THE TOP 10 REASONS WHY A SECONDARY WEAPON CAN BE A LIFESAVER
Here are the top 10 reasons why a secondary weapon can be a lifesaver.
By Leroy Thompson
I’ve always viewed backup guns as akin to spare tires or insurance policies: You probably won’t need them, but if you do, you’ll really need them. In fact, the first time I saw a backup gun, though I didn’t know that’s what it was called at the time, was as a kid when I used to hang out in a satellite railroad yard/coal yard outside St. Louis.
A railroad detective was showing us a couple of his weapons one day. He had a big revolver on his belt—I didn’t know enough at the time to recognize it, but he also had a blackjack tucked into a back pocket and a small revolver, which was a nickeled top break, safety hammerless in a vest pocket. I think it was probably a 3-inch S&W Lemon Squeezer, but I’m not positive. But, he did call it his “insurance policy.” That description still works for me.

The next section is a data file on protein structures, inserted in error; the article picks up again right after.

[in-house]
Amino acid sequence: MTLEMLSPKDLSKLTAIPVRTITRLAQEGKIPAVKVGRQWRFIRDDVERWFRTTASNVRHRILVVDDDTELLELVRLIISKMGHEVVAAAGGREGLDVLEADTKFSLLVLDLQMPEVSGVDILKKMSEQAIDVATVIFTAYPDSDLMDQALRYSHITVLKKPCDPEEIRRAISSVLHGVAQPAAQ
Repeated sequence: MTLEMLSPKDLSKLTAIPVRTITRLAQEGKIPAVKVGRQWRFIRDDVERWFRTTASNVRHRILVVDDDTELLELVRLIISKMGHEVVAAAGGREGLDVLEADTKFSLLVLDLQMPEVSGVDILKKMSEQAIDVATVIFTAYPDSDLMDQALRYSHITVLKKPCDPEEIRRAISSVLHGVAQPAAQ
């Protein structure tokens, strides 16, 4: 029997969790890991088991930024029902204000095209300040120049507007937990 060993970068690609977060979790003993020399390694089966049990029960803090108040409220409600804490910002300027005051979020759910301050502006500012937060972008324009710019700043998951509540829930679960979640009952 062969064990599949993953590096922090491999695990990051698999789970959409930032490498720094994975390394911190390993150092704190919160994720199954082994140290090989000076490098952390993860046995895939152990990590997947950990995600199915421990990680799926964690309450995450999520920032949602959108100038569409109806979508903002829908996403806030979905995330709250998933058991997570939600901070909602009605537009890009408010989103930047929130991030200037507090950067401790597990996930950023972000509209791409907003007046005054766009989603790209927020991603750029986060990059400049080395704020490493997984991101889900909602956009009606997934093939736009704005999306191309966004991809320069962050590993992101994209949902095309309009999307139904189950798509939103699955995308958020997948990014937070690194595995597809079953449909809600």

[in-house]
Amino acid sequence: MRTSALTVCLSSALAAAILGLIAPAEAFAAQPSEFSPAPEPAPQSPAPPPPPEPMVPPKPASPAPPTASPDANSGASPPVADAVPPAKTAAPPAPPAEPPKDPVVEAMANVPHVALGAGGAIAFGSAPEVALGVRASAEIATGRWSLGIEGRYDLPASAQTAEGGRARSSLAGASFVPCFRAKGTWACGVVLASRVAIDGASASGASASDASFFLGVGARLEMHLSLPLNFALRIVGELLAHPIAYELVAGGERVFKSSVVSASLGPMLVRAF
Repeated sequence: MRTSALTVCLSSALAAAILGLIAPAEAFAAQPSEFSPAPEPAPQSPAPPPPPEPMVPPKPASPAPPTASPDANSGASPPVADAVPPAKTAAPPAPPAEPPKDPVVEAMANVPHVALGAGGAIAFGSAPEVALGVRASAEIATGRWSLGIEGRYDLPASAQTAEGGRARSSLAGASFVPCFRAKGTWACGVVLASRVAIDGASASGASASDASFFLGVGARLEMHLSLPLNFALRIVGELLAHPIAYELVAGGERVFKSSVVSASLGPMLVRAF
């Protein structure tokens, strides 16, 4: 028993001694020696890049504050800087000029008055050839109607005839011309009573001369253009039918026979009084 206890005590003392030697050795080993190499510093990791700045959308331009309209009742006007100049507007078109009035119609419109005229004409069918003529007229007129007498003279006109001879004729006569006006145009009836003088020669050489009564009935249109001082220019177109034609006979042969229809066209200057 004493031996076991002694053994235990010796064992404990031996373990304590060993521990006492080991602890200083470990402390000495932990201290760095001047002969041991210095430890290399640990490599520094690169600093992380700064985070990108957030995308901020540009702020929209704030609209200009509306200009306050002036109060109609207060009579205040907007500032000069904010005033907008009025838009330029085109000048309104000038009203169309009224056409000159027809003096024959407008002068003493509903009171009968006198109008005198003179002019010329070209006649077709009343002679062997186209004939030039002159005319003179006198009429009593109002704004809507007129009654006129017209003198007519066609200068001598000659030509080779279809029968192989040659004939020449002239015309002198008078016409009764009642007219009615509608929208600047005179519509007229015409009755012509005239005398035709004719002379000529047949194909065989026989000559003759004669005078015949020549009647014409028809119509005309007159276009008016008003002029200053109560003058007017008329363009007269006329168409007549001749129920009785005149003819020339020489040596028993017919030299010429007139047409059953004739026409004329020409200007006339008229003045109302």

Backup guns have proven useful to law enforcement officers, soldiers, private security and civilian concealed carry licensees among others. There many times when a backup weapon can be invaluable. Here are the top 10 reasons to carry a secondary weapon:
1. A SECOND GUN: THE FASTEST MALFUNCTION DRILL
The most common rationale for carrying a backup gun is for use should the primary weapon malfunction. In the case of a special operations soldier, that means that the Glock or SIG on his hip comes into action after a transition drill if his rifle or carbine goes down.
For the police officer, should his or her duty weapon malfunction in a way that cannot be immediately cleared, it means that the backup auto or revolver in a pocket or ankle holster is drawn. NOTE: If an ankle holster backup gun is carried, the technique of going to the knee opposite the leg carrying the holster should be practiced for a faster presentation and to perhaps gain an instant while the attacker attempts to target you.